As an Electrical and Control Engineer, I feel that to put a town, city or are’s back-up battery at the hospital would be a sensible idea.

Hospitals should be designed to be health, energy and transport hubs for their communities.

October 11, 2022 Posted by | Energy, Energy Storage, Health, Transport/Travel | , , , | Leave a comment

Accelerating The Delivery Of Offshore Wind Farms

It is one of Kwasi Kwarteng’s ambitions to accelerate the delivery of offshore wind farms.

In The Growth Plan 2022, these groups of wind farms are mentioned.

  • Remaining Round 3 Projects
  • Round 4 Projects
  • Extension Projects
  • Scotwind Projects
  • INTOG Projects
  • Floating Wind Commercialisation Projects
  • Celtic Sea Projects

My thinking in this post, will probably apply to all of these groups.

These are my thoughts.

Accelerating Delivery Of A Wind Farm

This will have these positive effects.

  • Electricity will be delivered earlier.
  • Customers will have a more secure supply of electricity.
  • The wind farm owner will start to be paid for their electricity.
  • The Crown Estate will start to be paid for their leases. Although, these might start at signing.
  • National Grid will be paid for the transmission of the electricity.
  • An energy storage company could be paid for storing surplus electricity.
  • Construction teams and engineers can move on to the next project.
  • Expensive construction hardware like ship-mounted cranes will no longer be needed.
  • I also suspect that the government will raise some taxes from the various companies involved.

It looks like it’ll be winners all round.

How Will Delivery Be Accelerated?

These are some thoughts.

Overall Project Time

In How Long Does It Take To Build An Offshore Wind Farm?, I came to these conclusions.

  • It will take six years or less from planning consent to commissioning.
  • It will take two years or less from the start of construction to commissioning.

I suspect that as we have been building offshore wind farms for some years, that it will be very difficult to reduce these times significantly.

But as some wind farms take quite a few years to progress from the initial proposal to planning consent, I suspect that improvements to the planning process may speed up the overall construction time of a wind farm.

Project And Resource Management

Good project and resource management will always help.

Better Design And Construction Methods

I always remember in the early days of North Sea Oil, being told by a very experienced project manager that construction of production platforms was accelerated by the availability of larger and more powerful cranes.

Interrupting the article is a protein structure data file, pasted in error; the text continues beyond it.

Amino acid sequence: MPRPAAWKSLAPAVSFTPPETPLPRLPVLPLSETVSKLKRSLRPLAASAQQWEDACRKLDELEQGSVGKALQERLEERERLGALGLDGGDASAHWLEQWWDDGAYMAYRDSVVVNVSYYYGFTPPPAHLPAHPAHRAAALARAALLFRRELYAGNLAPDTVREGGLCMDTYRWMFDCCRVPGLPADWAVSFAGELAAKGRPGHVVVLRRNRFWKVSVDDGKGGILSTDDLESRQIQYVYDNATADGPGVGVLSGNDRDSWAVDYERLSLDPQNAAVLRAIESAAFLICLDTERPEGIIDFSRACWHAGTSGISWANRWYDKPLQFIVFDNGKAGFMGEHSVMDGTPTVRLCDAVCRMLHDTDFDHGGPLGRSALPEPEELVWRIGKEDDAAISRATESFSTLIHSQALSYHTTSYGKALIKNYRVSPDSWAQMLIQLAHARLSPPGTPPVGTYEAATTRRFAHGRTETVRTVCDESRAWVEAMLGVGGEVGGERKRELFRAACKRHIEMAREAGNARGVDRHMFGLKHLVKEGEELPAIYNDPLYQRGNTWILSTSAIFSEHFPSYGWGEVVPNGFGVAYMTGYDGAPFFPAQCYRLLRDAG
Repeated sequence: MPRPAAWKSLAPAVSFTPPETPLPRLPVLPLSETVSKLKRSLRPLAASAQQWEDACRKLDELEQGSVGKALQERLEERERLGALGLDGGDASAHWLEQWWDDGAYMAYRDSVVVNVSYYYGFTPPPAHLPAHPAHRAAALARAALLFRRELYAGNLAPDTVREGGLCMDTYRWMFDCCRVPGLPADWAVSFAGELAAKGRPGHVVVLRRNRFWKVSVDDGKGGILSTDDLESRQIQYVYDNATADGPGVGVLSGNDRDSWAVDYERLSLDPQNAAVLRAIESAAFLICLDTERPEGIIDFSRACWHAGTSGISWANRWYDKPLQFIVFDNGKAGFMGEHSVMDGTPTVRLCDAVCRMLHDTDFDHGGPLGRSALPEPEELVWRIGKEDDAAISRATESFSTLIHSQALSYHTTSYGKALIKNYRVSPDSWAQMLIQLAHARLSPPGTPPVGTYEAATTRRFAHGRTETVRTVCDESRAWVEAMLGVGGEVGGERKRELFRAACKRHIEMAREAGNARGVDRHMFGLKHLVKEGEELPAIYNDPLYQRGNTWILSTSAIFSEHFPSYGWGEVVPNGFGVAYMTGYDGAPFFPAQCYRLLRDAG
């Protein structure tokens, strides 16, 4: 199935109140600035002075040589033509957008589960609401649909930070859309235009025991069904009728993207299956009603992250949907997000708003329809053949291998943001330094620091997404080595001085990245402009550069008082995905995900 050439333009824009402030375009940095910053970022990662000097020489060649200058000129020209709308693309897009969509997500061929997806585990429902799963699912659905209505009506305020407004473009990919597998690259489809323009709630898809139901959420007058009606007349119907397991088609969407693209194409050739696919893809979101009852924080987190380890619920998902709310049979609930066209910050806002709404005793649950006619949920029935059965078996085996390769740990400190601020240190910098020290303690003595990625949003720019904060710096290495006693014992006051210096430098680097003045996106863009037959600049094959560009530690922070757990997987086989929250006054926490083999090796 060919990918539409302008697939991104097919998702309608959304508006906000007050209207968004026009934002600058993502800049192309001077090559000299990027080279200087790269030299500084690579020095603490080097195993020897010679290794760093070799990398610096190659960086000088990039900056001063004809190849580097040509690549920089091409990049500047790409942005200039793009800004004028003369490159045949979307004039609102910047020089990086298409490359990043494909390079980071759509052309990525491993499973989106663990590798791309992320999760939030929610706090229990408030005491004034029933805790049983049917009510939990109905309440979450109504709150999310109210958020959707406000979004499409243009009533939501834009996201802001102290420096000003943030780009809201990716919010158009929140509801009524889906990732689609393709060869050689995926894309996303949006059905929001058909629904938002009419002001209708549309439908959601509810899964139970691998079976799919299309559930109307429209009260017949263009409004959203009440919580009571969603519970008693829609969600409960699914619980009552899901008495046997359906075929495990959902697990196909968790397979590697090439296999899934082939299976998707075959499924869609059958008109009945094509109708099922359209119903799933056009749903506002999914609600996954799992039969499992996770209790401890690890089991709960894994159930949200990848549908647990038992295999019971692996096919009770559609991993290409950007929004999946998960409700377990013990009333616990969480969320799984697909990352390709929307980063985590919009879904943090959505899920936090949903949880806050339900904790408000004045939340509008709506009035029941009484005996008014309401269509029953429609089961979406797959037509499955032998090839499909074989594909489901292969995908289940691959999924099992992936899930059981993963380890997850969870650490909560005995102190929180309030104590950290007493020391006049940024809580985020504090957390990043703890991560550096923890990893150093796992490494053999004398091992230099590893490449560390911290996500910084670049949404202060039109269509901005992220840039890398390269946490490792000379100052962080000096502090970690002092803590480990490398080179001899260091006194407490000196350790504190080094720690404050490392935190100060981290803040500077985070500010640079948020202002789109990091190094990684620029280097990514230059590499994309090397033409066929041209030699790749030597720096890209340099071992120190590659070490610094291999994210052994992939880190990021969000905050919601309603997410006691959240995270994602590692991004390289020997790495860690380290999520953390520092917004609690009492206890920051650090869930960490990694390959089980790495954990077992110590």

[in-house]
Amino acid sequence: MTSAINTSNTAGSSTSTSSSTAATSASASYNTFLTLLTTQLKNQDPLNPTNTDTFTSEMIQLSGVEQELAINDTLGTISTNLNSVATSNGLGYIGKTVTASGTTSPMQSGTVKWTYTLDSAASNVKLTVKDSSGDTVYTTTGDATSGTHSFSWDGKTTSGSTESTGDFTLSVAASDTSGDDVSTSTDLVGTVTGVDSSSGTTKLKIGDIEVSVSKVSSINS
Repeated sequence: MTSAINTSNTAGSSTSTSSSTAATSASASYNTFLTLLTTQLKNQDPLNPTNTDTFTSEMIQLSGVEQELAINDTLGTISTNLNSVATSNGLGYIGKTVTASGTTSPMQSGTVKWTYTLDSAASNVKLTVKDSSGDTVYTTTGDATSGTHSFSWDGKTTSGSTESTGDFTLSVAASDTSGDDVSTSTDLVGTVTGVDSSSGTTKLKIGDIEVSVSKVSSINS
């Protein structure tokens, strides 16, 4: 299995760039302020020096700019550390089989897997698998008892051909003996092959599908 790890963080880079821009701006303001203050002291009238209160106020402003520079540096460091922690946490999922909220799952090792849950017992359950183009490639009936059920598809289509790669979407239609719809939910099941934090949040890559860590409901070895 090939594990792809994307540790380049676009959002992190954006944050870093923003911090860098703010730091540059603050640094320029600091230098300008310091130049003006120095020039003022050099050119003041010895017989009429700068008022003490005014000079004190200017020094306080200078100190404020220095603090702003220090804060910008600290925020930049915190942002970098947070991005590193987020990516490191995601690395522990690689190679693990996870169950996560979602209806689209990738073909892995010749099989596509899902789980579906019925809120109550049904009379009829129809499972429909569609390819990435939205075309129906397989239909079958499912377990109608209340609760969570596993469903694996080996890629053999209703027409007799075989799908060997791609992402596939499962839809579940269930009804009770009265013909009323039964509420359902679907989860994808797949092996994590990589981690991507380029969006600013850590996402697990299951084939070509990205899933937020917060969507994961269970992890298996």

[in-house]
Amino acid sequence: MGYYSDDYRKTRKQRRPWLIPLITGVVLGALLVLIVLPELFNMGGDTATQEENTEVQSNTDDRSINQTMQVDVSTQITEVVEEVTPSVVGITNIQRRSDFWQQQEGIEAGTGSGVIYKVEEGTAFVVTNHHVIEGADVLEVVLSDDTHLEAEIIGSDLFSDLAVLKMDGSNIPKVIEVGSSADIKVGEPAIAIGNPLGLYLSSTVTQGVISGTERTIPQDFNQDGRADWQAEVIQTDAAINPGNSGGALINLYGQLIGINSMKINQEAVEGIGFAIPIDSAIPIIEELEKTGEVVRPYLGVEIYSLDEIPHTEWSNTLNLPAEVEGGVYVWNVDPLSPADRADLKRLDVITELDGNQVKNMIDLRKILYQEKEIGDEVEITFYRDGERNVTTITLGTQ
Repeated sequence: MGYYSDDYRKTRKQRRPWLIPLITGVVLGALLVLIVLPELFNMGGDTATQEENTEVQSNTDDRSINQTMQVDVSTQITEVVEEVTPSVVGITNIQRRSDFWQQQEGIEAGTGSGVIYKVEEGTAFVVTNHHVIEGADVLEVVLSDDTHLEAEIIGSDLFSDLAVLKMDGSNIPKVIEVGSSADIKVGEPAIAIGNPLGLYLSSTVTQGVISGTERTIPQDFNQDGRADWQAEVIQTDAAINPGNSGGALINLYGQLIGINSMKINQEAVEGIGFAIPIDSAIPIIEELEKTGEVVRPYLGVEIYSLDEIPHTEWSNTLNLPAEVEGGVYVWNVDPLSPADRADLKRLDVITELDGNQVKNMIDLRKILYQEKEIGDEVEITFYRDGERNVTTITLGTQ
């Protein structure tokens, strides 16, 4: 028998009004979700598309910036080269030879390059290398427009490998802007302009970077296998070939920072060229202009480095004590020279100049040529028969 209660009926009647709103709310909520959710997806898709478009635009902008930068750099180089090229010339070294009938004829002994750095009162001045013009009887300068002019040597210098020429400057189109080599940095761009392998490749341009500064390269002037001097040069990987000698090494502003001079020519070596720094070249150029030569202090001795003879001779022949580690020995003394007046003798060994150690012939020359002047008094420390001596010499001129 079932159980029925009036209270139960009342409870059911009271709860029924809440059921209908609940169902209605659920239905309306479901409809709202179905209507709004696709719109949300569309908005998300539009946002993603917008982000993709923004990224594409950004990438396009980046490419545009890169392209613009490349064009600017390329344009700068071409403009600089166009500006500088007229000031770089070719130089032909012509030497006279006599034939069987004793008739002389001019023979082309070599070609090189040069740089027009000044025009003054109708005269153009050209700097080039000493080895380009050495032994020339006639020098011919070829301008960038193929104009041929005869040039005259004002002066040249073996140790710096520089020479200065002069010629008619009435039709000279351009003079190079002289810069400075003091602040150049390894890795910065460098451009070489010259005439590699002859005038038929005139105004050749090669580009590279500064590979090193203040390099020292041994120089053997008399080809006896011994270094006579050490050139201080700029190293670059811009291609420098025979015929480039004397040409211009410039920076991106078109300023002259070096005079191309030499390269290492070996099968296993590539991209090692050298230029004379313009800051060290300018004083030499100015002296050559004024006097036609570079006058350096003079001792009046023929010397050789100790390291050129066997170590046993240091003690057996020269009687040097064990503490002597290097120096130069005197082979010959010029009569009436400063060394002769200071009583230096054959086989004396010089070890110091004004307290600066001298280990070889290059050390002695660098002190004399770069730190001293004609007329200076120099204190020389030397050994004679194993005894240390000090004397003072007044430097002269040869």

Are we approaching the design of the ultimate wind farm? I doubt it, as in the last few months, I’ve seen two very radical new designs.

In Hexicon Wins UK’s First Ever CfD Auction For Floating Offshore Wind, I show this image of one of their TwinHub turbine installations being towed into place.

The TwinHub home page has a title of The First Floating Offshore Wind Project in The Celtic Sea.

This is the description on the page.

The TwinHub offshore wind demonstration project intends to prove how Hexicon’s innovative design with two turbines on one floating foundation can further reduce the Levelized Cost of Energy (also referred to as LCoE) before large scale commercialisation. The TwinHub project is a stepping stone to help kick-start floating wind in the Celtic Sea, an area identified as a hotspot for floating wind by the UK Government. It will pave the path for larger and larger projects to help support The Crown Estates’ ambitious target of 4GW of floating wind in the Celtic Sea.

Scroll the page down and there is a fascinating short video of a pair of wind turbines in operation.

  • It appears that when there is no wind, it automatically goes into a safe parked mode.
  • As the wind rises, one turbine starts up.
  • The second turbine starts up and the float turns so they face the wind.

It appears to be a classic example of disruptive innovation.

I have a feeling that this type of installation might have generation, assembly and cost advantages over a single turbine mounted on a single float.

RCAM Technologies are also creating interesting designs for mounting turbines and energy storage using 3D-printed concrete.